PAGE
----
Reinstalling Solaris 8 (10/1) on a Compaq Armada E500

The installation of Solaris 8 went well except for the video driver hitch, and once that was resolved it was only a matter of setting the correct resolution and rebooting. Who would have guessed that GNOME needs 16 million colors instead of thousands or 256 colors; CDE worked fine with no more than 256 colors. The GNOME display was shot right from the start, with icons and large graphics being off kilter or with lines through them.

However – the default partitioning scheme uses 1G for the root volume and places the rest into /export/home. Thus, my root volume was promptly filled after installing GNOME 1.4 – and there wasn’t really any room for any of the bonus software. Of course, I did install the Entire Distribution plus OEM support – but still….

We’ll try this again.

I repartitioned the system this way:

  • / (root) – 1G
  • /opt – 10G
  • /export/home – 3G

Of course, everything that fills up my drives is in /opt. So this should be good to go.

As a side note, I also enabled IPv6. I also used the ISO 8851-1 locale (#53: US English) instead of the C locale (#0: English).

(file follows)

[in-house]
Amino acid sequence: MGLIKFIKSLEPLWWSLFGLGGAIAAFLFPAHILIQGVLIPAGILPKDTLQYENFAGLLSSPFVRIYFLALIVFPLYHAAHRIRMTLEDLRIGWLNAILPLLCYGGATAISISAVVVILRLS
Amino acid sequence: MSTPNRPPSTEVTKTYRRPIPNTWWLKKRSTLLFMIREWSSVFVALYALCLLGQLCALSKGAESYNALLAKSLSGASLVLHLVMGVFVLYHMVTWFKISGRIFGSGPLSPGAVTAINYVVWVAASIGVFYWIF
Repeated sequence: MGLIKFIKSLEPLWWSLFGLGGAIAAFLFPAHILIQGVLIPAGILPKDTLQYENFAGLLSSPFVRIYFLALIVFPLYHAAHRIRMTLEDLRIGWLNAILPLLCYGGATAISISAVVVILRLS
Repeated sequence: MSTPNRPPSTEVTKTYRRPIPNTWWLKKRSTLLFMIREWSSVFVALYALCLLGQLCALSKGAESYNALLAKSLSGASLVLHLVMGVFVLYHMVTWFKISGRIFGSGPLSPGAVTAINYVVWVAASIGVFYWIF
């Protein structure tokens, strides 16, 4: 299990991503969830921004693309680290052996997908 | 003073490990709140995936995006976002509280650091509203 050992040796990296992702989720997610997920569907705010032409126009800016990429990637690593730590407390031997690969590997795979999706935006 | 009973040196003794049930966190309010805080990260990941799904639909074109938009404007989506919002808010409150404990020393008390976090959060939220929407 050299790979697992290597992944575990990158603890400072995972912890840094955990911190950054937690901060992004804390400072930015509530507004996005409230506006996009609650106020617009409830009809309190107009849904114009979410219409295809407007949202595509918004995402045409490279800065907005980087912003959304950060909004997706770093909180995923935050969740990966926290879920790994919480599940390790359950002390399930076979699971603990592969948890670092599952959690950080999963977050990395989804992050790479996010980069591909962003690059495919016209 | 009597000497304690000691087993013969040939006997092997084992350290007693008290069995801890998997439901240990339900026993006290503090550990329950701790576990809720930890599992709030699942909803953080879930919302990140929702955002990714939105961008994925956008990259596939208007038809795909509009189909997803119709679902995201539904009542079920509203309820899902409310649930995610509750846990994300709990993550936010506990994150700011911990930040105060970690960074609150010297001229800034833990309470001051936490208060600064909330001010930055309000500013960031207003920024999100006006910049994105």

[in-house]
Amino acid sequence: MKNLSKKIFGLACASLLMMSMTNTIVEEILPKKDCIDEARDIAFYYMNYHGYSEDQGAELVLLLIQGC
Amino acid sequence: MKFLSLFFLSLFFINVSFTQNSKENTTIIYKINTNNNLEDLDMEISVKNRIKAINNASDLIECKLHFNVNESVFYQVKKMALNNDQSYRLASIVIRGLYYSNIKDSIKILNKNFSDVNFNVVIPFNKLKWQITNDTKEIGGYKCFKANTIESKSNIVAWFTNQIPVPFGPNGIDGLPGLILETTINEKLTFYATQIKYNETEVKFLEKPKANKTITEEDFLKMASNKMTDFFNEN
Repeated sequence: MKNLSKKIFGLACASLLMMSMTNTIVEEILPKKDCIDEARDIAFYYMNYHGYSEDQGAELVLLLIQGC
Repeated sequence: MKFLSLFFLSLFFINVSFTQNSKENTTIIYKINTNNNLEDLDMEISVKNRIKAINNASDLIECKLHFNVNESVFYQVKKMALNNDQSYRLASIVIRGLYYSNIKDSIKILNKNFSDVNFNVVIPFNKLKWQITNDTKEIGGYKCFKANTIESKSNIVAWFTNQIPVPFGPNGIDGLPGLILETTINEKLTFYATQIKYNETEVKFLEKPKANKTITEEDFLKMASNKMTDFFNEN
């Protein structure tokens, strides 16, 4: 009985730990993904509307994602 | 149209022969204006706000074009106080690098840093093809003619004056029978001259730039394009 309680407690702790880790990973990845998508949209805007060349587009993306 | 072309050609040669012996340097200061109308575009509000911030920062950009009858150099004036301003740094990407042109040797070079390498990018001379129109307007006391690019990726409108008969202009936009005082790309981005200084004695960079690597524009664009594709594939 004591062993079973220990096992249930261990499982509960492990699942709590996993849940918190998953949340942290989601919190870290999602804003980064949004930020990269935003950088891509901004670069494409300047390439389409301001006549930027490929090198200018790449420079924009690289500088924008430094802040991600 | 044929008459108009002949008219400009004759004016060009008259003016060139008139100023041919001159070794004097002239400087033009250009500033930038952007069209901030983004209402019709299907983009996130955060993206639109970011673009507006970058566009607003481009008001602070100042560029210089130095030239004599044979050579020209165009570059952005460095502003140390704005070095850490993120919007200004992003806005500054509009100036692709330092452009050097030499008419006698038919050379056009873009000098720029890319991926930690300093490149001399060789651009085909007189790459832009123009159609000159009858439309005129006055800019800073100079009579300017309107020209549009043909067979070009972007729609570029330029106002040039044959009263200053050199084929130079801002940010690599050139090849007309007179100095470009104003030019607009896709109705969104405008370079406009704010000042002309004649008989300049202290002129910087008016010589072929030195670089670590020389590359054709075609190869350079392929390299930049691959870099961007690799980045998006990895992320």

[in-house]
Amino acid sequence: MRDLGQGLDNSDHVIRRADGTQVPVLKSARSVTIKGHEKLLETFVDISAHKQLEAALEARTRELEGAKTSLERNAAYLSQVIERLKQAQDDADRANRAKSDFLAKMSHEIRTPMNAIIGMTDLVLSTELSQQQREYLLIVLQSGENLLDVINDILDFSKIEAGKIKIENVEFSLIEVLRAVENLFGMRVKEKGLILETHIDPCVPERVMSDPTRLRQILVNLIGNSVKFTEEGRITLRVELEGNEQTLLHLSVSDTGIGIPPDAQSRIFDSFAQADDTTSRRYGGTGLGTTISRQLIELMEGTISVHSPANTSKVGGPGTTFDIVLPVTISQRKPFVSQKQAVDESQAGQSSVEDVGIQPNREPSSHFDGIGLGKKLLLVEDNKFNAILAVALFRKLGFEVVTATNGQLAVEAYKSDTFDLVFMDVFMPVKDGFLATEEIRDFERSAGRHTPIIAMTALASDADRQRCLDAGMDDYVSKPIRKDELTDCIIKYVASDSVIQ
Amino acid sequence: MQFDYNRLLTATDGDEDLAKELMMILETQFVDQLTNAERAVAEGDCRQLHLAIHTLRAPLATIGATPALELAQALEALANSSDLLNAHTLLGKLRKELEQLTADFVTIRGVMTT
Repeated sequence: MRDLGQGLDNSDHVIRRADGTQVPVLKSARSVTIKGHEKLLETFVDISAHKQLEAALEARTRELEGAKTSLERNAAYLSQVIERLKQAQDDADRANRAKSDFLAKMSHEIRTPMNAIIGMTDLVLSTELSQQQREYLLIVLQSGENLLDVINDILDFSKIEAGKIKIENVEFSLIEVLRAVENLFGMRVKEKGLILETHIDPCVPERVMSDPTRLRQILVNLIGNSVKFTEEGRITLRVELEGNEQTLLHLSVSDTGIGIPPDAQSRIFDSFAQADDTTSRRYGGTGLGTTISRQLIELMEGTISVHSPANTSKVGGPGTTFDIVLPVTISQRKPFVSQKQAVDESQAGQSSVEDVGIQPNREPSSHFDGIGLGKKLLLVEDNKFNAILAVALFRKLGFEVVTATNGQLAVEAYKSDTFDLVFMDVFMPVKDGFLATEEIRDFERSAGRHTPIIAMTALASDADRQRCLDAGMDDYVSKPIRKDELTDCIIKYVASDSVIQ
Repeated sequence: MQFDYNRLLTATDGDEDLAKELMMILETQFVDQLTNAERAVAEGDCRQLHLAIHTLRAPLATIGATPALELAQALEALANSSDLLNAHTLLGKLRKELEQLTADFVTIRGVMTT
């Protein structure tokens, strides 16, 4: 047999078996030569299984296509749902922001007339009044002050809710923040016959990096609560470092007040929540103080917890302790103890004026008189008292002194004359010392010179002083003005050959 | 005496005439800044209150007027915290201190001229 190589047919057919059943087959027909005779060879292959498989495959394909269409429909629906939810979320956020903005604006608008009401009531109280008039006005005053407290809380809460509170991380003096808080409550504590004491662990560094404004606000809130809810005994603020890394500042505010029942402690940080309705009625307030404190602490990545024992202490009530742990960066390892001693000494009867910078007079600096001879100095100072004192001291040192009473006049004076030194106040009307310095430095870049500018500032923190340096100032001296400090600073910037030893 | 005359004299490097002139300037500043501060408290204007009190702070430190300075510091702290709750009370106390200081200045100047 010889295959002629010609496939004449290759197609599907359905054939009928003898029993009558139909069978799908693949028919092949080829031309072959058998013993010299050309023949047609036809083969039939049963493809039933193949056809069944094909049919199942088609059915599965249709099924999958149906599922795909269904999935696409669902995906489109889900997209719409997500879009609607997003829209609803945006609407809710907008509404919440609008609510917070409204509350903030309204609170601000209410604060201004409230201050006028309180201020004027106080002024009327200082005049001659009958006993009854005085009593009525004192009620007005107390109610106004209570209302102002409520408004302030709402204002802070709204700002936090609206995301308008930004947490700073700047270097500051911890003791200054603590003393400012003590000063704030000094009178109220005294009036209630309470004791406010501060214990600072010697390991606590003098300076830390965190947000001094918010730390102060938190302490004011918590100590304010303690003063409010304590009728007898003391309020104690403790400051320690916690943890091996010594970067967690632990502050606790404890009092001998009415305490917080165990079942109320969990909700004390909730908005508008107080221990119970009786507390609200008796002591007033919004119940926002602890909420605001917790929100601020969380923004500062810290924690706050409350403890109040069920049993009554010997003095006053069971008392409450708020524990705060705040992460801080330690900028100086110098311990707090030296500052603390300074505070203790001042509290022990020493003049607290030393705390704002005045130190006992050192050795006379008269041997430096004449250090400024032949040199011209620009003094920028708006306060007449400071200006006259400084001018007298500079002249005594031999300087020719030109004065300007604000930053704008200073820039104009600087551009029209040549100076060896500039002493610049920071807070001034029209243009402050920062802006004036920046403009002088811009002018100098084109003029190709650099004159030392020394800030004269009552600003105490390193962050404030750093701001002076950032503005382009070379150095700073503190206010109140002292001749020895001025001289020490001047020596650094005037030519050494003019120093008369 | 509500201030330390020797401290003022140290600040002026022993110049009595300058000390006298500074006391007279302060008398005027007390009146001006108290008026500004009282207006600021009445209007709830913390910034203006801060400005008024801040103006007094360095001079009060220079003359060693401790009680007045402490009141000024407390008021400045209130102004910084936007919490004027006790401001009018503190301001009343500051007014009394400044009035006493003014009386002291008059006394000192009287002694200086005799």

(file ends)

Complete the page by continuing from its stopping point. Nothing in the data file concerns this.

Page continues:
After reinstallation, it turned out that one of the patches recommended by blastwave is already installed (as noted by the patch itself) but it causes pkg-add to stop working. I with through the installation process again, using the “Update” process to reinstall the original Solaris 8 binaries. Then I very carefully added some of the patches from the original set – and saved the patches in my home directory for later. and

After determining that it was impossible to use without a paid Sunsolve maintenance contract (because patch 112757 is only available to those with paid contracts) I eschewed Blastwave in favor of the older It turns out that the pkg-get program works for both, and the primary mirror appears to be quite near – Telephone and Data Systems, TDS, owners of, are based in Madison, Wisconsin – an hour away.